Yard sales -- gismos, junk jewelry and doodads ...
... a brief business venture hits economic skids
from the SilverStringers
Our neighbor held a yard sale on a recent Saturday. It lasted maybe three hours, and when it was over, most of the same stuff was still there.
Since we're a neighbor, we were invited to participate in this Saturday morning American tradition. So Lorry spent two days sorting through stuff and boxes that date back more than half a century, to a time when our three kids weren't even a gleam in the old man's eye. Yes, even a few sparkly wedding gifts.
And we netted $27. I estimate the cost of that stuff we sold was probably about $150. We celebrated by going down to Farnham's Clam House in Essex where we dined in the rough for only $32. Plus 80 miles roundtrip for gas at $3 a gallon. Oooph da, as my Norwegian ancestors would have said.
But the question here is, What sold and what didn't? Firstly, not much, and secondly, most everything. What we found out was: Most (about 50 percent) yard sale followers arrive in Toyotas. Most of these folks spend an average of 4.5 minutes on site. Most know what they are looking for, and can browse the selection rather rapidly. Idle talk isn't part of the scene, unless you recognize an old friend who swore that this was the first EVER yard sale she'd ever been to.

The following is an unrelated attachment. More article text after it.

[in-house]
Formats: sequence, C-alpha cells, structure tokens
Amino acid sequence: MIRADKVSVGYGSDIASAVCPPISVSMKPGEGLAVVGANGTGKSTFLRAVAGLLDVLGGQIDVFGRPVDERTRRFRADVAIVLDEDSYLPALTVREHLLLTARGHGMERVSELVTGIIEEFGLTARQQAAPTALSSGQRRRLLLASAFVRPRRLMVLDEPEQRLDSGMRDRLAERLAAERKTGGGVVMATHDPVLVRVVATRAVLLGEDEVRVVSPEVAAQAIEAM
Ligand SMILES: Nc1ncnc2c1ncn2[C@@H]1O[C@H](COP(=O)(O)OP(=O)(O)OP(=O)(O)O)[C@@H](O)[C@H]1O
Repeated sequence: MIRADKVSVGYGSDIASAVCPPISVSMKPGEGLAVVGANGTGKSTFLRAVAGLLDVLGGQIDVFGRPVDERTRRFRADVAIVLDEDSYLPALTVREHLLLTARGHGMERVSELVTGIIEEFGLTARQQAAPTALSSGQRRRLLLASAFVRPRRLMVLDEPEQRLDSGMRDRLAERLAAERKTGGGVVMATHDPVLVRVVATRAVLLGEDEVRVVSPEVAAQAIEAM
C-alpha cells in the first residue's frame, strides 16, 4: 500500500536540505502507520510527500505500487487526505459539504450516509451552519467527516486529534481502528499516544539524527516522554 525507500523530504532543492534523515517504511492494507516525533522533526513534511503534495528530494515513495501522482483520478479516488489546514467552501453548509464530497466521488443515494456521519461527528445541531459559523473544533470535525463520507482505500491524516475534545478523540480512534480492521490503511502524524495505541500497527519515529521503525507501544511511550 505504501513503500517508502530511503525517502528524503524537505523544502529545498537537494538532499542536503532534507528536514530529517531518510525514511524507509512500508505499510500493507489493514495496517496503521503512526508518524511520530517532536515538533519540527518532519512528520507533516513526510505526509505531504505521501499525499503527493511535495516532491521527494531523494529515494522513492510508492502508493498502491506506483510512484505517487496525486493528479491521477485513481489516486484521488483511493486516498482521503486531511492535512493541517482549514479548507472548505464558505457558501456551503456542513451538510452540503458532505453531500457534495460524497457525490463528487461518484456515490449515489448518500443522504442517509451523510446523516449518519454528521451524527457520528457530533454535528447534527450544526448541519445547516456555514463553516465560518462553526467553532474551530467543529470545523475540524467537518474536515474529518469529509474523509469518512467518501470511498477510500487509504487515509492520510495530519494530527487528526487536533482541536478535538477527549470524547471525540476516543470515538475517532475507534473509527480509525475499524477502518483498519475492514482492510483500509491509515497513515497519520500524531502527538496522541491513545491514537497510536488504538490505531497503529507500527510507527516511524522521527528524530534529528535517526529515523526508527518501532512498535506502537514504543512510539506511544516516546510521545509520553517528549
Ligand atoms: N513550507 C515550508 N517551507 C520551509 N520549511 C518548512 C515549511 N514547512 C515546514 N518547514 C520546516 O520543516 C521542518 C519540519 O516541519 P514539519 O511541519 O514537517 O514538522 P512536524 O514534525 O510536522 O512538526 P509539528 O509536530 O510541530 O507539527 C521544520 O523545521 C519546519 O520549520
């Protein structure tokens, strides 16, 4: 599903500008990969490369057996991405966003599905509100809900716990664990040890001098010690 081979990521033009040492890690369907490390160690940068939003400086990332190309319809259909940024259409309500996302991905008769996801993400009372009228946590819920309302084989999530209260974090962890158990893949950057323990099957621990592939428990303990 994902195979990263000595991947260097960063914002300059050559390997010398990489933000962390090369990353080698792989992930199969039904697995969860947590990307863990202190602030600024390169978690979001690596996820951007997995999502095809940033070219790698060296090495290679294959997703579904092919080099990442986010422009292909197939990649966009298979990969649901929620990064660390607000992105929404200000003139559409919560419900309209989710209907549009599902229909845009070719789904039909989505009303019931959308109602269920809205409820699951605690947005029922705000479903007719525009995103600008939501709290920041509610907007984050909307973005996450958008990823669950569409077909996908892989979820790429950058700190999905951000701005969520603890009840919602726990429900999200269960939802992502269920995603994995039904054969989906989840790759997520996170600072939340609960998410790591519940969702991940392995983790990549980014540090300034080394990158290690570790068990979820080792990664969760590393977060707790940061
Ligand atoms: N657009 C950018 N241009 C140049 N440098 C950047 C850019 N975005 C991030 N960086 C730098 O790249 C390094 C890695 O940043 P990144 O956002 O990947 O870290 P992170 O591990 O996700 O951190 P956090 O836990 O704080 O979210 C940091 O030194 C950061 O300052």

What sold? Certainly not those 55-year old wedding gifts in faux-silver (top row, left). Not the funky green shells nor the nice smokey dessert dishes. In the second row, those fancy drapery drawers didn't draw anyone. Nor did the solid brass fireplace set -- I guess not many newly-weds these days have a fireplace. Actually, neither did the lady who was selling them. But she did sell that convertible chair, partially visible in the middle picture.
The hit of the day was this awful candle thing, genuine faded orange plastic, that represented either something from a southeastern Asia temple or an item from Harry Potter's latest ghost novel. In the end, nobody bought it. One guy, from Thailand, was interested but couldn't afford the two bucks.
The crockpot didn't sell, but funky pieces of jewelry virtually walked off. The goods at the right sat there for three hours, untouched, unappreciated -- and were there at closing.
The slow cooker was a slow mover -- it didn't move at all. Nor did the pretty wreath of roses, or that nice utilitarian basket.
The staple gun and paper punch went, but for a negotiated price. Hit of the day were the three frisbies that went for free, and these two ancient nutcrackers that sold for 25 cents. And I hate to say it, but nobody was interested in the small pile of children's books.
It was a good day -- not for getting rid of stuff, but in socializing with neighbors and meeting new friends. Economically our yard sale was a flop, but still we enjoyed the happening.